A collective of bibliophiles talking about books. Book Fox (vulpes libris): small bibliovorous mammal of overactive imagination and uncommonly large bookshop expenses. Habitat: anywhere the rustle of pages can be heard.
Chloe needs a holiday. She’s sick of making wedding dresses and her partner is having trouble at work. Her wealthy friend Gerard has offered the loan of his luxury villa in Spain – perfect. Hugh is not a happy man. His immaculate wife seems more interested in the granite for the new kitchen than in him, and he works so hard to pay for it all, he barely has time to see their children. But his old schoolfriend Gerard has lent them a luxury villa in Spain – perfect. Both families arrive at the villa and get a shock. Gerard has double-booked. An uneasy week of sharing begins, and tensions soon mount in the soaring heat. But there’s also a secret history between the families – and as tempers fray, an old passion begins to resurface …
Well, this was a breath of fresh air in the incredibly busy life I appear to be leading at the moment and I thoroughly enjoyed it. Just what I needed really to add a bit of light relief to my working day. As well as being a nifty piece of social and romantic comedy, Sleeping Arrangements looks at some serious issues such as unemployment and the downsides of family life, so is for grown-up women too; it’s “hen-lit” rather than chick-lit.
I really loved the tricky set-ups in both Chloe’s and Hugh’s families, and how they both try to negotiate their way through them as best possible – it managed to hit that point between being realistic and being witty with great aplomb and a pleasingly delicate touch. Having two such different families so thoroughly out of their natural environment and having to share their holiday with virtual strangers is also a theme ripe for comedy and drama, and Wickham provides both these aspects in abundance here.
The major characters are well depicted, and I particularly enjoyed Chloe’s journey through the normality of her domestic life, the fears about her partner Philip’s potential unemployment, the history of her lost love and then the decisions and consequences she is able to take on board at the end of the story. Against such a strong personality, Hugh’s wife, Amanda, is something of a “posh lass with a rich husband” cliché and I would have liked to have discovered more about her as I was convinced there were hidden depths under the make-up. Occasionally I think we get a glimpse of these but sadly there’s no room to follow it up.
I also appreciated the way Hugh and Philip are contrasted, in their lifestyles, career choices and personalities, and also in how they relate to Chloe at important moments. Philip can be incredibly sweet and at times I really wanted to hug him. Here he is in a flashback scene remembering back when his then new girlfriend Chloe fearfully introduced him to her son:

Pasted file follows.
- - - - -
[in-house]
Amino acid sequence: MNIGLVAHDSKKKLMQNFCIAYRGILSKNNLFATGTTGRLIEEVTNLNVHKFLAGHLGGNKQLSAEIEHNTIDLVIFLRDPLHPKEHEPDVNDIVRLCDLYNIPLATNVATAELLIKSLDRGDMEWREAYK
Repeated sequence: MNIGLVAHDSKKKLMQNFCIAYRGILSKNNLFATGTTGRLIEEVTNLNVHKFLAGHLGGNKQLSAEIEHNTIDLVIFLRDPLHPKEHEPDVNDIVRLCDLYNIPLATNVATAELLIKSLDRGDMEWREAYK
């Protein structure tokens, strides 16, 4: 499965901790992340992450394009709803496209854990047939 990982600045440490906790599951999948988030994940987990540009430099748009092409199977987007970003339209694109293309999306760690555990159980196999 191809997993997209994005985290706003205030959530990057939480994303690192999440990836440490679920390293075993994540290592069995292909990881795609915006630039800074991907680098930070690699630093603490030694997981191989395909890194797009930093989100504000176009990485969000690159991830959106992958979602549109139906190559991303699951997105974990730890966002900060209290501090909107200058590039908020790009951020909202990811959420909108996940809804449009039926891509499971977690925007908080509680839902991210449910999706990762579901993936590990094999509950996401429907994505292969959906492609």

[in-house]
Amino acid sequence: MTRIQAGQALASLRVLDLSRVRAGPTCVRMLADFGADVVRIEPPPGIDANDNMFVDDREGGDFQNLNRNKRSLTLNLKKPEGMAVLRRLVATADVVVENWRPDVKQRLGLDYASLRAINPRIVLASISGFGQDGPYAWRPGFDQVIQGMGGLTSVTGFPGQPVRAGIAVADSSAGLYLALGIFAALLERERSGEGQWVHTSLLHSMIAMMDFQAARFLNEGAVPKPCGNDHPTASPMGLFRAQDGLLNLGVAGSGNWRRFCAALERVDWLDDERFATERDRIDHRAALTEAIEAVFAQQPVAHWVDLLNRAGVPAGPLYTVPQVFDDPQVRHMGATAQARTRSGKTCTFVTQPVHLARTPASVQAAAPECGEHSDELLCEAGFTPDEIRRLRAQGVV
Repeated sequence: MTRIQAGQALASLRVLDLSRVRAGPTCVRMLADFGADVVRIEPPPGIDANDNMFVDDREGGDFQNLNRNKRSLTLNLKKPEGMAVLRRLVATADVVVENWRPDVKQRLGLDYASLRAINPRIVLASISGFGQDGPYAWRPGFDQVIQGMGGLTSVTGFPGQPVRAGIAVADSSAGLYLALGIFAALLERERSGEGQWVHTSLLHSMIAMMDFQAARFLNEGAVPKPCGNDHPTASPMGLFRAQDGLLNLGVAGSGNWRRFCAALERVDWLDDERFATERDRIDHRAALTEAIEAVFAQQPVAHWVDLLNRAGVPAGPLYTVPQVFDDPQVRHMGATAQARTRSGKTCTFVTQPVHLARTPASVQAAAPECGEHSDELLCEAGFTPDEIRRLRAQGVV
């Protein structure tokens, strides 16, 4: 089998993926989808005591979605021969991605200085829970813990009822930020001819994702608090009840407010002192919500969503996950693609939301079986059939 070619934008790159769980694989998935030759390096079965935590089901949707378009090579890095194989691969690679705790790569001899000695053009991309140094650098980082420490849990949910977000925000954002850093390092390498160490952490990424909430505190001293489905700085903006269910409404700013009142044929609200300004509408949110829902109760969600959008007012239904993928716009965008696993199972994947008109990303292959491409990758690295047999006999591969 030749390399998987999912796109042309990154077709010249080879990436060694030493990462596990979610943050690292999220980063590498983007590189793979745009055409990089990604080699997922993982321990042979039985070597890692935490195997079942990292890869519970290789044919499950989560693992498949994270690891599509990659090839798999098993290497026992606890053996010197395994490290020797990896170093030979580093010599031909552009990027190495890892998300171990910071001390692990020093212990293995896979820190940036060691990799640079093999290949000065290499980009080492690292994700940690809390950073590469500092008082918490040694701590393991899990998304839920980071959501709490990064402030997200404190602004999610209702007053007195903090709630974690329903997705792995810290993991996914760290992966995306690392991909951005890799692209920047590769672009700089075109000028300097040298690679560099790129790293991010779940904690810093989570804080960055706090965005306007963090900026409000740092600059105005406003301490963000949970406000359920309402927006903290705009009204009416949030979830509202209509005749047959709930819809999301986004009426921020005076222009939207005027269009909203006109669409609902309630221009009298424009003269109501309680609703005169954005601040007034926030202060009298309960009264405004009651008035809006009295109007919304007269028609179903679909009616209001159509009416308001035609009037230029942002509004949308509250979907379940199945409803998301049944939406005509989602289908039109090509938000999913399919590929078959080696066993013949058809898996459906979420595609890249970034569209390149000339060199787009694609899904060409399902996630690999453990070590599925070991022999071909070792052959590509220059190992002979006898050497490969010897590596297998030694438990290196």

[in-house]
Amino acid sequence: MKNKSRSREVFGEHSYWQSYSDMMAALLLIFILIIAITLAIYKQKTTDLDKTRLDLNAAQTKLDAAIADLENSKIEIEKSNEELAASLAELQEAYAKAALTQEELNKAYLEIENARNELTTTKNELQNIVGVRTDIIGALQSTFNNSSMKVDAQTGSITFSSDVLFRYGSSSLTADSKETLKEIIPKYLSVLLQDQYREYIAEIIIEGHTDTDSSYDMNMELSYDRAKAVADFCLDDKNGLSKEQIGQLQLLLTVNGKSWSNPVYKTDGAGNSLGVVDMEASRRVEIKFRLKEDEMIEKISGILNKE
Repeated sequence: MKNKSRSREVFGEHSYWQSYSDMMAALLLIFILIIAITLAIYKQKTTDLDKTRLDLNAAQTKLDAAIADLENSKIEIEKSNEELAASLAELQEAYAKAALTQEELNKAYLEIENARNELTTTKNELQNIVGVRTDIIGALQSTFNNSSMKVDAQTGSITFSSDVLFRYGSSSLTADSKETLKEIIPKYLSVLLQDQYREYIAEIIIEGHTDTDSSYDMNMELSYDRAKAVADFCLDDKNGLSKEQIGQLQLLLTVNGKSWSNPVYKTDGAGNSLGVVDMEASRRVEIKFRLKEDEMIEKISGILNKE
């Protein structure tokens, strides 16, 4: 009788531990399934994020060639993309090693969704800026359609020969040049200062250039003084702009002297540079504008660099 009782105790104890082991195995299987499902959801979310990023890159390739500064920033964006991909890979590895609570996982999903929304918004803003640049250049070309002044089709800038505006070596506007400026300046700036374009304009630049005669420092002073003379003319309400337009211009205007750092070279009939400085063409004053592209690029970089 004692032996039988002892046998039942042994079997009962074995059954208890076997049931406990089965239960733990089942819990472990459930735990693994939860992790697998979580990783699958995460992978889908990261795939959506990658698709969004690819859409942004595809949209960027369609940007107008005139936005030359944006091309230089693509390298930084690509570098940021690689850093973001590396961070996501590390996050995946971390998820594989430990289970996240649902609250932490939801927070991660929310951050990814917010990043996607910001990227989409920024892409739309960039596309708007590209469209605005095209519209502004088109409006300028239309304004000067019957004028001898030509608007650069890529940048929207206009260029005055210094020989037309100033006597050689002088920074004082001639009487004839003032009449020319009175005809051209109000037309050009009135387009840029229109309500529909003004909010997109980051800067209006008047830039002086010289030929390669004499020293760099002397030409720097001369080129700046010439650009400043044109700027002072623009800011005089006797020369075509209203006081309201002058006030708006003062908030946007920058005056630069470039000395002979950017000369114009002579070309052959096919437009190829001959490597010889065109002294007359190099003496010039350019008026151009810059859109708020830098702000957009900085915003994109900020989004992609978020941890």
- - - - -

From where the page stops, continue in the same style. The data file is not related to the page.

‘I didn’t want to spring him on you,’ she’d said stiffly, looking away. ‘I didn’t want you to think he was some kind of … secret.’
‘Well, you did the right thing,’ he’d said, coming forward quickly to hug her. ‘All second dates should have young children as part of the cabaret.’ He’d shrugged, deadpan. ‘To be honest, you on your own can get pretty boring.’
‘Shut up,’ she’d said, half smiling. ‘You creep.’
Bliss. I loved that moment, and it sums up Philip and Chloe perfectly. I was rooting for him all the way. And I felt it was particularly important to root for Philip as, if you haven’t guessed it already, Chloe and Hugh are old flames, and the flame doesn’t appear to be entirely dead … Bearing this vital and very secret connection in mind, I did enjoy how Wickham didn’t simply leave that as the only link between the families, but there is another and perhaps far more surprising one too, which is only revealed much later on, entirely due to the machinations of the dreadful Gerard.
There are other delights in this book too: the nanny to Amanda and Hugh’s children is a great contrast to everyone else and provides a couple of interesting dramatic moments in the text, especially in her relationship with Chloe’s teenage son; the descriptions of Spain are wonderful and I would have loved more of them; the way the couples change and develop is very good indeed; the bittersweet ending is spot on; and really that villa is definitely to die for. So if you’re looking for a lively romantic read to get you in the mood for summer and with some serious issues under the enjoyable froth, this is the one for you.
Sleeping Arrangements, Black Swan 2010, ISBN 978 0 552 77675 2
[Anne once went on holiday to a Spanish villa with friends herself, and will one day write about the secret history which was – utterly unknown to her – already going on. In utter contrast to all this jollity, her latest book Where You Hurt The Most is about facial disfigurement and the healing power of parks.]